The bystanders insisted that he should not have insulted a high priest (vs. 4).  Paul agreed that it was wrong to “speak evil about the ruler” (vs. 5). Then, he continued to agitate them and to cause disagreement among them.

“Then Paul knowing that some of them were Sadducees and the others Pharisees, called out in the Sanhedrin, My brothers, I am a Pharisee, the son of a Pharisee. I stand on trial because of my hope in the resurrection of the dead” (6).

“When he said this, a dispute broke out between the Pharisees and the Sadducees, and the assembly was divided. (The Sadducees say there is no resurrection, and that there are neither angels nor spirits, but the Pharisees acknowledge them all.) “-verses 7-8

There was a great uproar, and some … Pharisees stood up and argued vigorously. We find nothing wrong with this man, they said. What if a spirit or an angel has spoken to him?”-verse 9

“THE DISPUTE BECAME SO VIOLENT that the commander was afraid Paul would be torn to pieces by them. He ordered the troops to go down and take him away from them by force and bring him into the barracks” (vs. 10).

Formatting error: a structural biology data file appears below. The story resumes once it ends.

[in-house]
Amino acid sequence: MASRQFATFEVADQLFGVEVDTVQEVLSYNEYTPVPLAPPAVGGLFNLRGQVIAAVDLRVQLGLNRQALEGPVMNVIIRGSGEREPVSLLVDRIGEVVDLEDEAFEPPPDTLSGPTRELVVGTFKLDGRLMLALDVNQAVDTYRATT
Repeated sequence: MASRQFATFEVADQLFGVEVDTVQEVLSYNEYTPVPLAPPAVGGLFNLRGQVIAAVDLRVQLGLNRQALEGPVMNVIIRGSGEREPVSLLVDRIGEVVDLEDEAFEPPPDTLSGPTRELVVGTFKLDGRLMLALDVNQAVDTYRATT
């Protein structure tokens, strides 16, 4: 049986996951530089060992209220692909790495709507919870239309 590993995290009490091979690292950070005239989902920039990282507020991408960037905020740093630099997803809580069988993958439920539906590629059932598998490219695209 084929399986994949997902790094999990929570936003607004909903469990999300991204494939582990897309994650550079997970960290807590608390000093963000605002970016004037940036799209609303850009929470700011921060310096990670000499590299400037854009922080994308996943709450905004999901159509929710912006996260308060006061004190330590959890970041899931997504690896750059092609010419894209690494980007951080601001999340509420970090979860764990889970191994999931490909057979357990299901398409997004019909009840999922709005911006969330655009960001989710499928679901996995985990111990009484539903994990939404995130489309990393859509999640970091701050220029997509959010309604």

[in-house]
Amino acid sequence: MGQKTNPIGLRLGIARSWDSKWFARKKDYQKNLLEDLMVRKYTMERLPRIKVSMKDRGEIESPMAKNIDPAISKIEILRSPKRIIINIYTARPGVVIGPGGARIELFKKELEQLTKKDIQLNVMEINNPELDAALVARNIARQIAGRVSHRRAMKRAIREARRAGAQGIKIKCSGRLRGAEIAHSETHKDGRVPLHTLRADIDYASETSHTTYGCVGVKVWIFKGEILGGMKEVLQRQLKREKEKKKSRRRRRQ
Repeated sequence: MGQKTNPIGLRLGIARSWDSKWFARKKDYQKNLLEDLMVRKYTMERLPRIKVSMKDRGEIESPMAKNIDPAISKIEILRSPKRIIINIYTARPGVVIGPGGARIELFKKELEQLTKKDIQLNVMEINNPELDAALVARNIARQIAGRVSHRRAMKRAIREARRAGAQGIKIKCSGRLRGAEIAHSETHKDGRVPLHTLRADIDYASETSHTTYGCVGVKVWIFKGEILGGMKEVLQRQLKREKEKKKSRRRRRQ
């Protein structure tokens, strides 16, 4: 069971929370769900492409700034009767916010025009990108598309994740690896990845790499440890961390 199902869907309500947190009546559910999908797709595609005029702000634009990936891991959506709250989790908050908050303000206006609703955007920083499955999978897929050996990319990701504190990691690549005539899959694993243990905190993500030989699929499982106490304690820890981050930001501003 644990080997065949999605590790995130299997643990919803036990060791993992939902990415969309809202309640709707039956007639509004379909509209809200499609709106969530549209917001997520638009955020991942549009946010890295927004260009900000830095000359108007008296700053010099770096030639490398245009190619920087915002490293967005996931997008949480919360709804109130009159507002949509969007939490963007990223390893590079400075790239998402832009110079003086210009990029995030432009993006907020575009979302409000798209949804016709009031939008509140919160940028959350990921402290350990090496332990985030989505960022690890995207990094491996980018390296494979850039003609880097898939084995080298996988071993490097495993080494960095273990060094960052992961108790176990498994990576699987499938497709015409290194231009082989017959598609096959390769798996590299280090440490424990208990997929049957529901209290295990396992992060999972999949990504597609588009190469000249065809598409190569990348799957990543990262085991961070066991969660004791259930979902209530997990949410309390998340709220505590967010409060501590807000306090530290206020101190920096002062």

The next night, the Lord spoke to Paul, “Take courage.”

Now, as if things weren’t bad enough, he was to testify in Rome (vs. 11).

The next day over 40 men made an oath not to eat or drink until they had killed Paul (12-13). The Sanhedrin sent a petition to the commander saying they are also ready to kill Paul (14-15).

Paul’s nephew warned him about the threat. Paul told the centurion and the centurion told the commander that the Sanhedrin were plotting to kill Paul and 40 others are waiting to ambush him – upon the commander’s consent (17-21). The commander said to not tell anyone of the plot.

Claudius, the commander ordered Paul to be transferred to Governor Felix in Caesarea. He was to be guarded by 2 centurions, 200 solders, 70 horsemen, and 200 spearmen at 9:00 PM that night (vs. 23).

Claudius wrote to Gov. Felix about how he had rescued this Roman citizen named Paul because the Jews were about to kill him. The governor read the letter and ordered that Paul be kept under guard in Herod’s palace (vs. 34).

Chapter 24. Five days later, FAKE NEWS again wrongfully accused Paul. “… the high priest Anaias went down to Caesarea with some of the elders and a lawyer named Tertullus, and they brought their charges against Paul before the governor

Tertullus presented his case. “We have found this man to be a troublemaker, stirring up riots among the Jews all over the world. He is a ringleader of the Nazarene sect and even tried to desecrate the temple; so we seized him… The Jews joined in the accusation, asserting that these things were true” (vs. 5-9).

Paul Defends Himself. He told them, It is easy to prove that 12 days ago he went to Jerusalem to worship. Nobody heard him arguing with anyone or causing any trouble in the synagogue or anywhere else. “And,” he said, “they cannot prove to you the charges they are now making against me (vs. 10-13).